Filmography

Main article: List of Castle Rock Entertainment films

Citations

  1. ^ Bloomberg LLC company profile for Castle Rock Entertainment (Retrieved on 29 August 2020 from Bloomberg LLC company profile website)
  2. ^ Fabrikant, Geraldine (7 August 1993). "COMPANY NEWS; Turner Move To Purchase Movie Studio". The New York Times. Retrieved 2 March 2019.
  3. ^ "EX-21 SUBSIDIARIES OF TIME WARNER INC". www.sec.gov. Retrieved March 19, 2019.
  4. ^ George W. Beahm (1992). The Stephen King story. Internet Archive. Andrews & McMeel. ISBN 978-0-8362-8004-3.
  5. ^ a b c d Herman, Karen (November 29, 2004). "Interview with Rob Reiner". Archive of American Television. Academy of Television Arts & Sciences. Retrieved 2 March 2019.
  6. ^ Turner, Melissa (14 October 1987). "Coca-Cola division invests in film production company". The Atlanta Journal and The Atlanta Constitution. p. 20 – via newsbank.com.
  7. ^ "Coke Invests In a Film Deal". The New York Times. 13 October 1987. p. 10.
  8. ^ "GROUP W TO INVEST IN CASTLE ROCK ENTERTAINMENT". Daily News of Los Angeles. MediaStream Inc. Knight-Ridder Inc. November 14, 1989 – via newsbank.com.
  9. ^ Sterngold, James (1998-01-27). "'Seinfeld' Producers Wonder, Now What?". The New York Times. ISSN 0362-4331. Retrieved 2021-10-19.
  10. ^ "Turner Broadcasting Company Report". Securities and Exchange Commission. Washington, D.C. Retrieved 2 March 2019.
  11. ^ "Done deal: Turner Broadcasting System Inc. said it closed..." Chicago Tribune. December 25, 1993. Retrieved 2 March 2019.
  12. ^ a b Cox, Dan (February 4, 1994). "Castle Rock gets intl". Variety.
  13. ^ a b Cox, Dan (December 7, 1997). "Castle Rock near split-rights deal". Variety.
  14. ^ Cox, Dan (1995-10-02). "STUDIO ON STEROIDS". Variety. Retrieved 2022-01-09.
  15. ^ Cox, Dan (June 9, 1997). "Time Warner takes toll: Castle Rock staff halved". Variety.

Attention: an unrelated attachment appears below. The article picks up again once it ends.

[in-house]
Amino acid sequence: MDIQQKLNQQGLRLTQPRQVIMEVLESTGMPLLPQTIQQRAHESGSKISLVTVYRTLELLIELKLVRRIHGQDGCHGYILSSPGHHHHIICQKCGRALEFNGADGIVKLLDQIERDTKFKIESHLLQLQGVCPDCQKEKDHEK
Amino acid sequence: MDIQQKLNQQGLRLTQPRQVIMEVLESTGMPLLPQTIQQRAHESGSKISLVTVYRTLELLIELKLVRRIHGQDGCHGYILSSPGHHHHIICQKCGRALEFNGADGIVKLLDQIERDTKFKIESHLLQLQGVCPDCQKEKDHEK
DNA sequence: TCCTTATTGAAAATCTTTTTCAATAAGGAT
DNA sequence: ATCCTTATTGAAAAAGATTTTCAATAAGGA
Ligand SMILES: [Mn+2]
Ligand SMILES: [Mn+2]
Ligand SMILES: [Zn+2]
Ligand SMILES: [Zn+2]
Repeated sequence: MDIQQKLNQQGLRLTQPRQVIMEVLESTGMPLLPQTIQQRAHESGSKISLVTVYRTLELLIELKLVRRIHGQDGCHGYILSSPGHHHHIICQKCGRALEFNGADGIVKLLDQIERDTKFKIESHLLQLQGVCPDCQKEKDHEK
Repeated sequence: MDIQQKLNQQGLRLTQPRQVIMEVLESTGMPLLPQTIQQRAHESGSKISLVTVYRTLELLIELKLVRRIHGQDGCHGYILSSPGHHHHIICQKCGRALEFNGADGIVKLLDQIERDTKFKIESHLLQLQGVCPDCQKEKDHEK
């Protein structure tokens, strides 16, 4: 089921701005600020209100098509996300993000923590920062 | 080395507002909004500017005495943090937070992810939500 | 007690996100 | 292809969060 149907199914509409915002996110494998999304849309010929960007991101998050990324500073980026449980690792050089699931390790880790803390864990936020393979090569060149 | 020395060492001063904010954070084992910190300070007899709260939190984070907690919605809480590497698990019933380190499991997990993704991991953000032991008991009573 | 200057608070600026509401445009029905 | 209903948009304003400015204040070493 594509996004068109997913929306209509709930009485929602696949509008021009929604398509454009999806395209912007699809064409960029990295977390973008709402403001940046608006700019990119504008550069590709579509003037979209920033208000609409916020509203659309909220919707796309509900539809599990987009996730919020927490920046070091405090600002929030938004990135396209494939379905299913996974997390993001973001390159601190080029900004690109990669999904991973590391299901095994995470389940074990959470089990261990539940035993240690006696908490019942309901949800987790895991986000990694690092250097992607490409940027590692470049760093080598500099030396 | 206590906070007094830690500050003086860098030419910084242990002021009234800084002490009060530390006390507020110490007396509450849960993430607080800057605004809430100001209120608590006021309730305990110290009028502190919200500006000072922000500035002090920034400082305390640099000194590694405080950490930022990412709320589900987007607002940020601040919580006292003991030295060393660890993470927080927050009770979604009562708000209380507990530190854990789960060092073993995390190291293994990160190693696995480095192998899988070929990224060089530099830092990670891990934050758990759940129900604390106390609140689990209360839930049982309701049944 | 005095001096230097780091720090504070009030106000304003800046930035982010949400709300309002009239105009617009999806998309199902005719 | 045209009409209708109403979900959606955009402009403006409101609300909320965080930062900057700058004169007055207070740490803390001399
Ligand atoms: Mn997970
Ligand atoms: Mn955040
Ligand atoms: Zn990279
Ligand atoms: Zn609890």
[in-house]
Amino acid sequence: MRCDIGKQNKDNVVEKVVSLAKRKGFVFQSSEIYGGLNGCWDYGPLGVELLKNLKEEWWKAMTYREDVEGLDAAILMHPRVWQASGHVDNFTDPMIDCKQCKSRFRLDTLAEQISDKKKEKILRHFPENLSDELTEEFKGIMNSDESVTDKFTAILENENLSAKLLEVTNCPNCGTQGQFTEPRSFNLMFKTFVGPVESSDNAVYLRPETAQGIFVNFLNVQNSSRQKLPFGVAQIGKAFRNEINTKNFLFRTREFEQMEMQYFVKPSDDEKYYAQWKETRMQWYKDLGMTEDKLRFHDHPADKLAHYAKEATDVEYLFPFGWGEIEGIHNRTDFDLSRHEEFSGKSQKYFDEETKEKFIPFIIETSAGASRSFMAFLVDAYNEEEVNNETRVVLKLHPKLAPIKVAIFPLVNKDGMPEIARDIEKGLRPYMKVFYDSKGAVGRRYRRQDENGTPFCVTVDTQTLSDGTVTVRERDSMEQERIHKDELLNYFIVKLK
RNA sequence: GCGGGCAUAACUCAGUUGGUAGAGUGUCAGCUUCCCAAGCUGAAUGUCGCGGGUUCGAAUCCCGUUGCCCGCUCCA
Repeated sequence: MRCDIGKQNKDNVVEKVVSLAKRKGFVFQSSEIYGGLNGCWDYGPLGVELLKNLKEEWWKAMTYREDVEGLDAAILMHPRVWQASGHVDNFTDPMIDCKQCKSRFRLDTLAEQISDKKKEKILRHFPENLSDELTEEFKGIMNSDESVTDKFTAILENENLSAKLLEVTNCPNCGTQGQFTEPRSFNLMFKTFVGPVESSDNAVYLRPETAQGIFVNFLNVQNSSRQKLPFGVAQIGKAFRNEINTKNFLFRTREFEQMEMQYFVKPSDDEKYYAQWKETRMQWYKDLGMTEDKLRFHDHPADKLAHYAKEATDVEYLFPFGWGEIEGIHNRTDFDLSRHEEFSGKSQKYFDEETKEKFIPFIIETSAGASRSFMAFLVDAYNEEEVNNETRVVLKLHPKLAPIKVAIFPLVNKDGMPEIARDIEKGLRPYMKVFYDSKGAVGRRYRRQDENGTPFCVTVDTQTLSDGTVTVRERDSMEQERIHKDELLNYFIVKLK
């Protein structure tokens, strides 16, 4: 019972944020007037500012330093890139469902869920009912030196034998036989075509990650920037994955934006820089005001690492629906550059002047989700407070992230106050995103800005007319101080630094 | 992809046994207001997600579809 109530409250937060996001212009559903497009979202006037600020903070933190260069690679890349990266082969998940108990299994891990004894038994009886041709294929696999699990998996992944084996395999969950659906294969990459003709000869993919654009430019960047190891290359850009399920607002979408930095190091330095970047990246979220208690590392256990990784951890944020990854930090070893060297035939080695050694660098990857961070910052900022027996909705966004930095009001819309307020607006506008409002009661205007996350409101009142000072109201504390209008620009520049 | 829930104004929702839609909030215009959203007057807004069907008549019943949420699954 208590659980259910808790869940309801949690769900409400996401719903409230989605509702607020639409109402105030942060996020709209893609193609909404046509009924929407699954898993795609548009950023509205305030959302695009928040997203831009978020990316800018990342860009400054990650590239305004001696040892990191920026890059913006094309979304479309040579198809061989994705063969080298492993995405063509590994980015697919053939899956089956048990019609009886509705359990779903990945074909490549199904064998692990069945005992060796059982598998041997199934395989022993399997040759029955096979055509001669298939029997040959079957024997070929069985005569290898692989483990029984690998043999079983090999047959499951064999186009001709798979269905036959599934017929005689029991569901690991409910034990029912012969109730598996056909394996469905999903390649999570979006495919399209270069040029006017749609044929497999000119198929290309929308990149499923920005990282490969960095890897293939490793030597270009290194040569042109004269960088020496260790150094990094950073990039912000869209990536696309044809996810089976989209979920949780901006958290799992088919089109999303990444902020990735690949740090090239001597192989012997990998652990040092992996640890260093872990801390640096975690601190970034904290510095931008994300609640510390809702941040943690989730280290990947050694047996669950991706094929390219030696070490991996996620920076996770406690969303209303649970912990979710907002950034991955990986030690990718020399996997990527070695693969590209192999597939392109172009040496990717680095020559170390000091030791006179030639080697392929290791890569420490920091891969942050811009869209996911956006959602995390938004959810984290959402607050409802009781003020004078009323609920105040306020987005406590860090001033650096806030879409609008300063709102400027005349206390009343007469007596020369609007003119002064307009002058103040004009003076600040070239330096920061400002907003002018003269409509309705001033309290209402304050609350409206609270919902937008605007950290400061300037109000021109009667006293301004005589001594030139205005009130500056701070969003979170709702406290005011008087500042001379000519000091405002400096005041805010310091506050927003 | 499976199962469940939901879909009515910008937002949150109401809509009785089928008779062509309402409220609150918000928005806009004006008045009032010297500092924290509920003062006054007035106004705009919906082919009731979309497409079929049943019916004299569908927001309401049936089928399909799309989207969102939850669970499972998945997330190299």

16. ^ Harris, Dana (June 19, 2000). "Telco at Castle door". Variety.
  17. ^ Harris, Dana (2000-06-19). "Telco at Castle door". Variety. Retrieved 2022-01-09.
  18. ^ Hontz, Jenny (1998-07-20). "WB sitcom 'Stars' shifts to Castle Rock". Variety. Retrieved 2022-01-09.
  19. ^ Adalian, Josef; Schneider, Michael (2001-11-02). "Family foibles for ABC". Variety. Retrieved 2022-01-09.
  20. ^ Harris, Dana (April 30, 2002). "Castle Rock cuts 16 as WB clamps down on coin". Variety.
  21. ^ Andreeva, Nellie (2020-10-01). "Rob & Michele Reiner Relaunch Castle Rock Banner With Overall Deal At Warner Bros TV". Deadline. Retrieved 2020-10-02.
  22. ^ D'Alessandro, Anthony (2021-10-19). "Castle Rock Entertainment Relaunches With $175M Film Fund". Deadline. Retrieved 2021-11-07.
  23. ^ Eller, Claudia (October 23, 1998). "MGM Agrees to Acquire PolyGram Movie Library". Los Angeles Times.
  24. ^ Frankel, Daniel (October 22, 1998). "MGM Acquires Lion's Share of PolyGram". E! News. EOnline. NBCUniversal. Retrieved 29 March 2015.
  25. ^ Bloomberg News (October 23, 1998). "COMPANY NEWS; MGM SAYS IT WILL BUY POLYGRAM'S MOVIE LIBRARY". The New York Times. p. 3.
  26. ^ "Warner Bros., PolyGram Near Financing Deal". Los Angeles Times. December 6, 1997. Retrieved 2 March 2019.